The interesting thing is that though the New Zealand Communist party is no longer in existence, and communism as a ‘threat’ has long disappeared, many of the issues the party was concerned about — for example, the power of big international corporations over our lives — are still contemporary concerns that mainstream political parties have taken on. Over the past ten years New Zealand First and Labour have both campaigned on the Communist Party’s earlier concerns over foreign ownership of assets and housing.

Q4: Is there one particular advertisement that you are especially struck by? 

Obviously I like them all, which is why I selected them for the book, and I don’t have one favourite over the rest. But I’m especially struck by the print brochures, booklets and posters from the 1940s and 1950s. At a time when modernist New Zealand art and literature, as well as the domestic tourist industry, was searching for a unique ‘New Zealand’ voice and presence, these ads are the complete opposite. They are so Americanised, you’d be hard pressed to identify them as coming from New Zealand.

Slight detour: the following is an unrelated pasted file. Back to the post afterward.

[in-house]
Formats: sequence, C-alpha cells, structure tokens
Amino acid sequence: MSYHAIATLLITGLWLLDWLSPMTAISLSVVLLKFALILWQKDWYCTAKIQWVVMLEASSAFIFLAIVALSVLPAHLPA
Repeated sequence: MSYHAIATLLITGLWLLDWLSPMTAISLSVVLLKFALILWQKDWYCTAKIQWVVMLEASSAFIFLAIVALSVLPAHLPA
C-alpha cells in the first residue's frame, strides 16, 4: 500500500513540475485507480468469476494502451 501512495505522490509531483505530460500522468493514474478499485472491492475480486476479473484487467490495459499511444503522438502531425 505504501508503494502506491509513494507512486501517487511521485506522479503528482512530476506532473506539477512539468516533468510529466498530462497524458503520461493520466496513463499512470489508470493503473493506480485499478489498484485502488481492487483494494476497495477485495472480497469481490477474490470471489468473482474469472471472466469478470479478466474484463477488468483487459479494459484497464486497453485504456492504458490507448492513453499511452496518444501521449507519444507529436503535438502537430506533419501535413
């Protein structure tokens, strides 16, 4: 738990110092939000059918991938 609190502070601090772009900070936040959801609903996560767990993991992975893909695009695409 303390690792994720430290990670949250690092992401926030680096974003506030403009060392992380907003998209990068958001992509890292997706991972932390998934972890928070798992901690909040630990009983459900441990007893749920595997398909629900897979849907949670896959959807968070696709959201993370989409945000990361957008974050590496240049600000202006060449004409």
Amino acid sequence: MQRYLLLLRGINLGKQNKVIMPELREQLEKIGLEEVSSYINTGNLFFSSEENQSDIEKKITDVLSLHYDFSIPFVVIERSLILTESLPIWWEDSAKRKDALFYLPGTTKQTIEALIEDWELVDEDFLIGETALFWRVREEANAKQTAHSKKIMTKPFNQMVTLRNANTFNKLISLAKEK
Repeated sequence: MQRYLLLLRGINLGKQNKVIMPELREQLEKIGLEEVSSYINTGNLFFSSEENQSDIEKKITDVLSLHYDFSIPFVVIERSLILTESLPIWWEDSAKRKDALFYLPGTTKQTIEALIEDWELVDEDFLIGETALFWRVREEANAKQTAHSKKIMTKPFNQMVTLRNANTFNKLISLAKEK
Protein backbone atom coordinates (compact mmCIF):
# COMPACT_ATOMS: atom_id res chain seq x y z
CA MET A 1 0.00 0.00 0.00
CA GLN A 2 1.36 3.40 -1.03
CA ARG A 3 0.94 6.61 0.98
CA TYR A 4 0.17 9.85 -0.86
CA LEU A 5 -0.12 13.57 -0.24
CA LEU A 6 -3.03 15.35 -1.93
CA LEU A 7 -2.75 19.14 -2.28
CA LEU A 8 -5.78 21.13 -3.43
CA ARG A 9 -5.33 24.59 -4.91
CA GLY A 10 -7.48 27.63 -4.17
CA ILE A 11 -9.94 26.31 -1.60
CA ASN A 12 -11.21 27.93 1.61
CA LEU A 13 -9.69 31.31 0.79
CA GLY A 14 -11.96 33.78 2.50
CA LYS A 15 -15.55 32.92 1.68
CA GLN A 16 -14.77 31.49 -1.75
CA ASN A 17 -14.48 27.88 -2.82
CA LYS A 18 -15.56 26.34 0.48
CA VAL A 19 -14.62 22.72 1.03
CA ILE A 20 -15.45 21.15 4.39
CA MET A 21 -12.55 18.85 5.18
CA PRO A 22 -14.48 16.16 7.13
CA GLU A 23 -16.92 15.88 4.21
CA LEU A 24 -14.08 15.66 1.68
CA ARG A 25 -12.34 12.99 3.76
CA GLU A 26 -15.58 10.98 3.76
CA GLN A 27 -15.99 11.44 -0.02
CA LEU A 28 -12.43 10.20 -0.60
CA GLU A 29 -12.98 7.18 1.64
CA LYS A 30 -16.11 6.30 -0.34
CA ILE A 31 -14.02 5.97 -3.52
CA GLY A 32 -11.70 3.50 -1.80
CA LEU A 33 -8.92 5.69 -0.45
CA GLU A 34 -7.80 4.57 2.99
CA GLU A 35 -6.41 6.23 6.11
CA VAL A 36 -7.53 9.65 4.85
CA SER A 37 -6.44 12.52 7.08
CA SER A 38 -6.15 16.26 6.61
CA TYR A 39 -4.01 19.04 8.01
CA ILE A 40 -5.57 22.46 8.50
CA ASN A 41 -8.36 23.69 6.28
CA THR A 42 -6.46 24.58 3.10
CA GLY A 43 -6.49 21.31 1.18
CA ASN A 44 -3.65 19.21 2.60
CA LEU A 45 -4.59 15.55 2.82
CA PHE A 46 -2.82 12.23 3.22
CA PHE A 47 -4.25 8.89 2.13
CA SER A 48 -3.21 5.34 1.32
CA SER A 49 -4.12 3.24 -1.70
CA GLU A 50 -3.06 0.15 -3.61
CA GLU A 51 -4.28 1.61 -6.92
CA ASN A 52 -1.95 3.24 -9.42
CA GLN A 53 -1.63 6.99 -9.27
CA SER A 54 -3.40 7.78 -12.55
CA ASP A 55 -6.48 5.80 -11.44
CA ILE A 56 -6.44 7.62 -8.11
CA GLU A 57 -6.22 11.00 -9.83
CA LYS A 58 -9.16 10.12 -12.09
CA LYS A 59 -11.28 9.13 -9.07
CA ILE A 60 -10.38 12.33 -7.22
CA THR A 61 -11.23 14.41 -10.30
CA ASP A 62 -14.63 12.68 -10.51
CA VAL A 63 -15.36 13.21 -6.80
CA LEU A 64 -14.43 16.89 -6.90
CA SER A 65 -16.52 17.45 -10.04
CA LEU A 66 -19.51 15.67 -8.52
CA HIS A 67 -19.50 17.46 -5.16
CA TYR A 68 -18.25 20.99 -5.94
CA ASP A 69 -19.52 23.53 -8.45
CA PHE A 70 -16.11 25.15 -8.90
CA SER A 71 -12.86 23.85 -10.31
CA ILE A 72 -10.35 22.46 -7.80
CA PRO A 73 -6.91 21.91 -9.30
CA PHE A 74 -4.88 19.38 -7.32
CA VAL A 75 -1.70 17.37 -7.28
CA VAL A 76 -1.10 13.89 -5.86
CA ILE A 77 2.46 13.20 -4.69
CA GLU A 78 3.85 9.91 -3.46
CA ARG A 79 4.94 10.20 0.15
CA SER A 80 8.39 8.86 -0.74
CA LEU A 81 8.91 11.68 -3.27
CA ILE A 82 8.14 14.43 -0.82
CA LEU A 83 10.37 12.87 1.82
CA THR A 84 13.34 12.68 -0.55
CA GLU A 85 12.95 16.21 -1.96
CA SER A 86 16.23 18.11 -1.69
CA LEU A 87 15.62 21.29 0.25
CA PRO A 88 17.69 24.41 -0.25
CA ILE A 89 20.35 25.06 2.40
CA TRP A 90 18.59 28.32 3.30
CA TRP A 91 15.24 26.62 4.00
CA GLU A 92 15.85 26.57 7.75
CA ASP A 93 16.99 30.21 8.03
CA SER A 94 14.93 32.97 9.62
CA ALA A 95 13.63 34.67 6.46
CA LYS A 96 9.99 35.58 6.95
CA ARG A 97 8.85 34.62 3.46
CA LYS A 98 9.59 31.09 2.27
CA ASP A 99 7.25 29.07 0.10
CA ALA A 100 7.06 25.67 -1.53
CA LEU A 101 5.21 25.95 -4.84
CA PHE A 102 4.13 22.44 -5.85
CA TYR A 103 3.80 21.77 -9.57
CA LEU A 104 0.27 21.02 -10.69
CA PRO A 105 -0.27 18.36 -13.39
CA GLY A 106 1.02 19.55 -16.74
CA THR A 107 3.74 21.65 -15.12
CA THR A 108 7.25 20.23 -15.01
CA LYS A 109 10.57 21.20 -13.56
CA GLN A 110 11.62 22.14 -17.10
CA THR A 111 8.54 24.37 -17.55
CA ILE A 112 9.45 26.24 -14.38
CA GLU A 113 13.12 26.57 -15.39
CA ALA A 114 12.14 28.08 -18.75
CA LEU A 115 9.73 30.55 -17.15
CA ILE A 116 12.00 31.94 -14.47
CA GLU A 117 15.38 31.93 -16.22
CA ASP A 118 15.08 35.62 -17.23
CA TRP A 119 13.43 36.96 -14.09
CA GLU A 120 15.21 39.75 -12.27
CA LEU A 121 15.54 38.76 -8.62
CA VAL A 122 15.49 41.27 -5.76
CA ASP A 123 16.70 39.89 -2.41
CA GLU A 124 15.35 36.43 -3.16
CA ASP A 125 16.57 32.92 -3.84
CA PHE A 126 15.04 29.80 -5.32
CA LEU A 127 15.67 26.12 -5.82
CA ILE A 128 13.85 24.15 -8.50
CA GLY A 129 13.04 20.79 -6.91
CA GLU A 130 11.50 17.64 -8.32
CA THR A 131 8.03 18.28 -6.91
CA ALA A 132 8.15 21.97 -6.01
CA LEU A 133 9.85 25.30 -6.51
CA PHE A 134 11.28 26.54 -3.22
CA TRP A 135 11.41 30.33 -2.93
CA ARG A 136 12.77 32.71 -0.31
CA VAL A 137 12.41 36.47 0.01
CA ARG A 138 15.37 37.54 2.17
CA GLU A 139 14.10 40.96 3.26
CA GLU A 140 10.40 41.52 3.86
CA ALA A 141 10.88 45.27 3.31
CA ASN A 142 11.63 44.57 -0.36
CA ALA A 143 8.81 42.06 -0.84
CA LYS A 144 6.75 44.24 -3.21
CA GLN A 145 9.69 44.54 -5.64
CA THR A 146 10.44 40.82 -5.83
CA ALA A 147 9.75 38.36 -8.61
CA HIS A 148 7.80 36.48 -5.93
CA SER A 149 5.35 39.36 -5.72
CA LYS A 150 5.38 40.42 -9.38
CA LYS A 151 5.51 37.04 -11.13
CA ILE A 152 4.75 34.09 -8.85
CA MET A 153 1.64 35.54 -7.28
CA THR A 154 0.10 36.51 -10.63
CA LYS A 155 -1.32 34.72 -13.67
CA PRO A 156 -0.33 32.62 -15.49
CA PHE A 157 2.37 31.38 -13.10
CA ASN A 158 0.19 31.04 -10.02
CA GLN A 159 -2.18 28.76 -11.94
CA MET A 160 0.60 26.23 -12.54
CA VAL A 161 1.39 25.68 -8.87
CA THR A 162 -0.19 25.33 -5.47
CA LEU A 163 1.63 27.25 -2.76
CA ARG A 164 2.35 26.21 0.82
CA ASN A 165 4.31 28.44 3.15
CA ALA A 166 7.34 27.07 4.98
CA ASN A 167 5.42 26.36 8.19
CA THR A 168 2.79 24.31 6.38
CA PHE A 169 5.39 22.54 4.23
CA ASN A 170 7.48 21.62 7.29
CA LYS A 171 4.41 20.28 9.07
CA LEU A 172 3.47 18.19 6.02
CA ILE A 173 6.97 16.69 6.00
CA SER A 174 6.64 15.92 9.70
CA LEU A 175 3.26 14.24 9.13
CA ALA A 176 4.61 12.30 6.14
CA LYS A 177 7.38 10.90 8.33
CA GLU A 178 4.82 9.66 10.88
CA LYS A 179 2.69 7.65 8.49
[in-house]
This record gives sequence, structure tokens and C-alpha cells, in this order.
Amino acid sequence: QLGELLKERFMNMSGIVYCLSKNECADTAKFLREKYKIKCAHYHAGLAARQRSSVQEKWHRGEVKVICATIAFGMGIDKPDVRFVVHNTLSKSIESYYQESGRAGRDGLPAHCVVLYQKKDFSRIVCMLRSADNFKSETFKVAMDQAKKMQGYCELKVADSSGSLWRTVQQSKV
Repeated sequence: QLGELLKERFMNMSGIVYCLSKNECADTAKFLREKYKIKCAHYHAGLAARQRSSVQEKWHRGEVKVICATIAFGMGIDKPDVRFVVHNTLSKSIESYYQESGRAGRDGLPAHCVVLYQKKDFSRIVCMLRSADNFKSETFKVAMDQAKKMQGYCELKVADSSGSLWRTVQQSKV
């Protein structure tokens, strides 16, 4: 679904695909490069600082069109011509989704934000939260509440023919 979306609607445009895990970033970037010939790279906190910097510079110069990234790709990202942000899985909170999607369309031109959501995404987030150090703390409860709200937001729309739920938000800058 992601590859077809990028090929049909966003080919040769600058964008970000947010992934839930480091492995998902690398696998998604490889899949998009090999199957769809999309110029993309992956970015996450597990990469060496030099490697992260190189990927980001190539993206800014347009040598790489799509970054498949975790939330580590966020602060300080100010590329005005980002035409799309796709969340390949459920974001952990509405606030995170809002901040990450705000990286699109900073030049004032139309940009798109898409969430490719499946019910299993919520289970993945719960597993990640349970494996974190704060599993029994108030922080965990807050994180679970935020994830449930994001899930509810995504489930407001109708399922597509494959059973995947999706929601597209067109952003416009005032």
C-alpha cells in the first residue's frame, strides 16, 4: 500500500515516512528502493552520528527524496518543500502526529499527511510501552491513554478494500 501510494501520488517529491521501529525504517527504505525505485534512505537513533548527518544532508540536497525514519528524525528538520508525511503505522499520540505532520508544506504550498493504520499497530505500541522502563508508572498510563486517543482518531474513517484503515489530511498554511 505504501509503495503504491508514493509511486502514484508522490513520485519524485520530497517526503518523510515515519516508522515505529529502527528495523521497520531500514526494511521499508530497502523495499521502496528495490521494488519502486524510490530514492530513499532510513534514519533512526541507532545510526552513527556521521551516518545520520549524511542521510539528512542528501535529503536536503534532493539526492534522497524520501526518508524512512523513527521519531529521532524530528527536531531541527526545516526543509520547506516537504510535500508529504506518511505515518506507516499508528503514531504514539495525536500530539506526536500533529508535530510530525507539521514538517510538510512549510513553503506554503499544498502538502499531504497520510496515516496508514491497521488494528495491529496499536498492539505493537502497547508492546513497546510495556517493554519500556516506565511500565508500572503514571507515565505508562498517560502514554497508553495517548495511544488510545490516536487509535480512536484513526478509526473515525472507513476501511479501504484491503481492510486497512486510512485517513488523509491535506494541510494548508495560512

Q5: What’s the weirdest?

There’s a lot of weirdness in this book. I particularly like a National print ad from 1963 that tries to appeal to young voters by showing National’s hipster side. At the top it reads ‘to be read by young people only’, and the headline copy reads ‘Get With It’, under the image of four young white swinging dancers. The body copy is a forced attempt to sound beatnik. It promises ‘a Government that’s putting New Zealand into the space age with satellite and nuclear research and all that scientific jazz’, adding up to ‘new opportunities with a capital O’. For all its wonderful stereotypes, it’s dreadfully uncool.

Q6: And the most alarming? 

New Zealand’s racist underbelly is a theme running through the ads in the book; from the exclusion of images of Māori voters in mainstream ads to the stereotyping of their political worth as factory workers and perpetrators of crime. For me this is exemplified in an alarming 1999 United Future print ad in which the headline asks who voters want to keep the next government on track. Through a portrait image of leader Peter Dunne the ad positions him as the ‘little guy’ that will keep the ‘big guys’ honest, and a row of Māori minor party leader portraits — Winston Peters, Alamein Kopu and Tau Henare — as examples of the ‘wrong little guy’. The ad doesn’t need words to say that right is white, and wrong is Māori. This is one of the powers political ads have; the ability to say things that words cannot or dare not express.